Hills and Heritage of Penang – the durian experience

Flowering Frenzy

durian flowers © Adrian Cheah

Every year after the hot and dry spell in January and February, durian trees in Balik Pulau will burst into a flowering frenzy in early March. About 90 days later, some durians will start to drop, paving the way for the durian season of feasting from May till July, sometimes stretching even to August.

If there is a hot and dry season in July and August, the durian trees will flower once again for another smaller harvest at the end of the year. However this common cycles have seen some disruption over recent years.

durian flowers © Adrian Cheah

After a very disappointing 2017 for seasonal fruits, 2018 has certainly started off with a bang. As if making up for last season’s low yield, most of the durian trees around the Balik Pulau area are flowering with a vengeance. Barring weather calamities, we should see a bumper crop starting – a bit earlier than usual – in mid-March 2018. The hot and dry weather the past months plus all the storing of energy from the low yield has caused this explosion of flower buds.

Sensory Delight 1 - Scent

durian © Adrian Cheah

durian flowers © Adrian Cheah

In mid to end November 2017, the durian flowers started to bloom and were ready for pollination.

For three weeks or so, the whole of Balik Pulau was enveloped with a sweet floral smell. A lot of people have never noticed this extra sensory delight but this would be the best time to visit Balik Pulau and be literally drowned in sensory overload.

Winding down your windows when you drive past any durian estates with flowers blooming and you would experience this unique sweet smell which only happens once or twice a year, only for this short period of time when billions of durians flowers bloom all at similar times.

Sensory Delight 2 – Taste

durian flowers © Adrian Cheah

If you look at the bottom of the flowing durian tree, you will find the dropped durian flowers.

These look like very skinny “taugeh”(bean sprouts). Collect enough of the fresh ones and you can actually cook them. Cook them as you would cook “taugeh”. Just lightly pan fry them with garlic or a fiery sambal belacan for a delicious treat. The durian flowers have a slightly sweetish taste compared to “taugeh”.

durian flowers © Adrian Cheah

You can also add them in kerabu (local salads) or nasi ulam (cooked rice tossed with finely shredded fresh herbs, turmeric, spices and toasted grated coconut). 

The Forming of the King

After pollination, comes the forming of the fruit. Then, count 90 days for small durians and up to 120 days for larger durians.

durian © Adrian Cheah

From 2013, because of the relatively no discernable drought period, a lot of the Balik Pulau durian farmers have actually had durians year-round which is quite unusual.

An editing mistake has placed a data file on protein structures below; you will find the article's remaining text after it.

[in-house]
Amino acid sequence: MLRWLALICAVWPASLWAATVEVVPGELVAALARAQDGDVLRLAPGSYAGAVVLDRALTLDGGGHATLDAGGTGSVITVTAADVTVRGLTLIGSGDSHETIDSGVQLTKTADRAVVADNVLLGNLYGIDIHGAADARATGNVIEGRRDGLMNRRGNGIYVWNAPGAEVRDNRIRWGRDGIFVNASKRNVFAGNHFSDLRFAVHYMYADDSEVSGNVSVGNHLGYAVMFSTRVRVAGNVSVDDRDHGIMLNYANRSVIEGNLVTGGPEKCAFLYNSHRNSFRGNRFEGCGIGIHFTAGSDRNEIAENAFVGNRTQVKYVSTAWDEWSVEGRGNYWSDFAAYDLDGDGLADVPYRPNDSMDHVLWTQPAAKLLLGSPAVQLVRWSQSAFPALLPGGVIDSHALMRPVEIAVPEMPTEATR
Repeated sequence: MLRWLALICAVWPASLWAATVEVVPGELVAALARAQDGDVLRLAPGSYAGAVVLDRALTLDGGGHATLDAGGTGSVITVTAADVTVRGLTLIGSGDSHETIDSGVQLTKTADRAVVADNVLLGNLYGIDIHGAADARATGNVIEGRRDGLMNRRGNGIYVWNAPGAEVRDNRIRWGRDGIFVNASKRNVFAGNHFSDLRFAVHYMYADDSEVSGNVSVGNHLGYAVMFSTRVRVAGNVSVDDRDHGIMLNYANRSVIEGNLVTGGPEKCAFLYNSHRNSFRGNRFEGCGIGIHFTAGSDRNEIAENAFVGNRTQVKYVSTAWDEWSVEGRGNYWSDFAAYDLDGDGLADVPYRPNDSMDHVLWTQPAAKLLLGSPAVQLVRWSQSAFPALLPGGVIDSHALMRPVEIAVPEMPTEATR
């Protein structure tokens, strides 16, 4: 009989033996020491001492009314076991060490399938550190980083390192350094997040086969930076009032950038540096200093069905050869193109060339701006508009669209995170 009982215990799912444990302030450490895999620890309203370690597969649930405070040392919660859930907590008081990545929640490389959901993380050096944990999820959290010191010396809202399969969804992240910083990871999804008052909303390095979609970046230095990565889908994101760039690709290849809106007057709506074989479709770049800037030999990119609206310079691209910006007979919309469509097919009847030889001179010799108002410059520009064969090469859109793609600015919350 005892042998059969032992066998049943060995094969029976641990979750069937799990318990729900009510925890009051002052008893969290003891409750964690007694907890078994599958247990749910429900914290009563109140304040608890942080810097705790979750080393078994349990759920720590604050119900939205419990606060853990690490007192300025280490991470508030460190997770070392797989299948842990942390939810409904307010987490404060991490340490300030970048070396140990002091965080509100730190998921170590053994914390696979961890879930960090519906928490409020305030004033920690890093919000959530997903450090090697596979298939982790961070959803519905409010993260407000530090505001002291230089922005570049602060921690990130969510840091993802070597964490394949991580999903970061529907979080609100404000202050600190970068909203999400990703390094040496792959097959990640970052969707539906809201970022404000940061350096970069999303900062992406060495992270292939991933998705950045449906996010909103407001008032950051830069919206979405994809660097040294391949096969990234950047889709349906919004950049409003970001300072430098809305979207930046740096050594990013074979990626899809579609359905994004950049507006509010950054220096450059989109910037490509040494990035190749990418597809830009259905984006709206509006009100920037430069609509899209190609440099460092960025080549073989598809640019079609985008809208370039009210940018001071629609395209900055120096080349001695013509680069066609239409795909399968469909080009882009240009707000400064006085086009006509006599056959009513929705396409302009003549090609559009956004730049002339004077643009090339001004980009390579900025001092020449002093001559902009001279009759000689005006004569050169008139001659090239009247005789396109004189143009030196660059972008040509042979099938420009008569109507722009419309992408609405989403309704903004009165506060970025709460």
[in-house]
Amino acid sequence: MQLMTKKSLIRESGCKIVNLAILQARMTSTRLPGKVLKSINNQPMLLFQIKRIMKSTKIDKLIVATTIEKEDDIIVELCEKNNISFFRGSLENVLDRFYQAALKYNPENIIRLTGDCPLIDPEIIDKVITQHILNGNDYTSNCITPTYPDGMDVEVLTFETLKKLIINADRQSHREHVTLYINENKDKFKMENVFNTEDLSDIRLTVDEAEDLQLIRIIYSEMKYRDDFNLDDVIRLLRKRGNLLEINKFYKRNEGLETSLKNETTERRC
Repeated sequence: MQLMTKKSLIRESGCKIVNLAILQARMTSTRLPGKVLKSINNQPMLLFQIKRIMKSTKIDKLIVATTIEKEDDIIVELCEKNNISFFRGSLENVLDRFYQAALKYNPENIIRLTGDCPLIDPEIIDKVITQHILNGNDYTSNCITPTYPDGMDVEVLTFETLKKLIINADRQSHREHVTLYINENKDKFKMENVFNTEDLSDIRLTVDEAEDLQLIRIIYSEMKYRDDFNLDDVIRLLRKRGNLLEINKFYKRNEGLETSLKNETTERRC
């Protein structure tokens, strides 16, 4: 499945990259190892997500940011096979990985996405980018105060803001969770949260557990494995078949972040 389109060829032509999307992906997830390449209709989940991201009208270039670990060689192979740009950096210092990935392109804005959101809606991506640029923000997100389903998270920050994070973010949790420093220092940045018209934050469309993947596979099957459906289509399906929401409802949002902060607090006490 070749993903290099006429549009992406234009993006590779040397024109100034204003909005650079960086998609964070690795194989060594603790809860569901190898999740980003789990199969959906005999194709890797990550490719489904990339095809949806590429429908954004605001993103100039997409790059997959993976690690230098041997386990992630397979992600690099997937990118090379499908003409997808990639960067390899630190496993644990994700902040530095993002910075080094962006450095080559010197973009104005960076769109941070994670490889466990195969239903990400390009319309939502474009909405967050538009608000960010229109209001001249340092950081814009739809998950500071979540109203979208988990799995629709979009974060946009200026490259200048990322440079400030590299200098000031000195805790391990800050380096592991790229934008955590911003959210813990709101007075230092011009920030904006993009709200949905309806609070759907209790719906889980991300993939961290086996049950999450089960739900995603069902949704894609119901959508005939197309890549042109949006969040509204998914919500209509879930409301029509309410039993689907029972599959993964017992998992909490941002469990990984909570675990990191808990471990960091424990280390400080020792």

However, in 2017, the durian harvest was extremely poor because of heavy rainfall that stretched throughout the year with no dry season.

durian © Adrian Cheah

2018 is going to be rather exciting. Early March, as the durian fruits are getting ready for harvest in a few weeks' time, on the same durian tree, flowers are blooming. This should result in another harvest in May or June this year.

So for nature lovers and for those who just want to experience this interesting phenomenon, go for a drive to Balik Pulau during the flowering season of the durian trees. This is not something that can be shared over YouTube or WhatsApp. You just have to be there to enjoy the experience. Remember to wind down your window.


About Green Acres

Green Acres © Adrian Cheah

The writer, Eric Chong owns Green Acres. This emerald gem is a 16-acre orchard in Balik Pulau, Penang. It has been kept chemical-free since it was farmed more than 50 years ago. Signature to the farm is its sustainably built eco-lodges, fully restored from dilapidated Malay kampong (village) houses. Located 250 metres above sea level, it has its own spring water source and natural stream.

durian © Adrian Cheah

Green Acres is home to 450 matured durian trees with over 32 different durian cultivars to taste from. Older trees, between 80-100 years old, bear fruits that are exquisite in taste, like aged wine. Durians are usually in season between June to August.

At other times in the year, the farm is open for private orchard tours where the owners share their knowledge and experience in fruit farming, organic composting, building sustainable homes and the heritage of Balik Pulau orchards.

Green Acres © Adrian Cheah

Green Acres offer farm stays - in lodges that are spacious and airy, with full-length windows and open balconies overlooking breathtaking views of the hills beyond. A fresh spring water dipping pool complete with darting fish inside is located in one corner of the deck for guests staying at the main lodge.

Green Acres © Adrian Cheah

Dreams: Green Acres is built on dreams of giving their son a safer, healthier and more experiential learning environment. Walking the talk in leading a more sustainable lifestyle is the guiding principle at Green Acres.

Stark Reality: Dreams of being gentlemen farmers were shattered when the realities of running a farm hit. With difficulty in getting workers, it’s literally all hands on deck most of their time at the farm. The owners and their son have to do everything on the farm just to give it some semblance of maintenance.

Can’t afford the time to own a farm then “Farm Share”

Green Acres © Adrian Cheah

For the like-minded sustainable lifestyle people, if you are interested in the experience of staying and sharing knowledge of sustainable practices at a farm, you may want to take up membership in Green Acres’ Farm Share Programme.

For more details, see http://greenacrespenang.com/
or contact This email address is being protected from spambots. You need JavaScript enabled to view it.

Written by Eric Chong
Photographs © Adrian Cheah
© All rights reserved
5 March 2018

Updated: 4 March 2022